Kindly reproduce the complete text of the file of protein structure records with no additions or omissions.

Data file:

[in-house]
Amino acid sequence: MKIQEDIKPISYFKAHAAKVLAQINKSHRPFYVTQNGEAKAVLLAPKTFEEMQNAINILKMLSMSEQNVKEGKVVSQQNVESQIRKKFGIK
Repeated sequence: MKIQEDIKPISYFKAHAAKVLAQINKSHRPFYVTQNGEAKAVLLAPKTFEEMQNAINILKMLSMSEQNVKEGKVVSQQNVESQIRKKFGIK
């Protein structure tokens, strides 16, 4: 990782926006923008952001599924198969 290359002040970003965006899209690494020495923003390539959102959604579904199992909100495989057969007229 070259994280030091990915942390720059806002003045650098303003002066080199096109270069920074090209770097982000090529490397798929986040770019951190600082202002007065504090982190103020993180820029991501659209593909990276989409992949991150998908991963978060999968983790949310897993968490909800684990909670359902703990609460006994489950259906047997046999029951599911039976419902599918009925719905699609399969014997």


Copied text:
[in-house]
Amino acid sequence: MKIQEDIKPISYFKAHAAKVLAQINKSHRPFYVTQNGEAKAVLLAPKTFEEMQNAINILKMLSMSEQNVKEGKVVSQQNVESQIRKKFGIK
Repeated sequence: MKIQEDIKPISYFKAHAAKVLAQINKSHRPFYVTQNGEAKAVLLAPKTFEEMQNAINILKMLSMSEQNVKEGKVVSQQNVESQIRKKFGIK
């Protein structure tokens, strides 16, 4: 990782926006923008952001599924198969 290359002040970003965006899209690494020495923003390539959102959604579904199992909100495989057969007229 070259994280030091990915942390720059806002003045650098303003002066080199096109270069920074090209770097982000090529490397798929986040770019951190600082202002007065504090982190103020993180820029991501659209593909990276989409992949991150998908991963978060999968983790949310897993968490909800684990909670359902703990609460006994489950259906047997046999029951599911039976419902599918009925719905699609399969014997």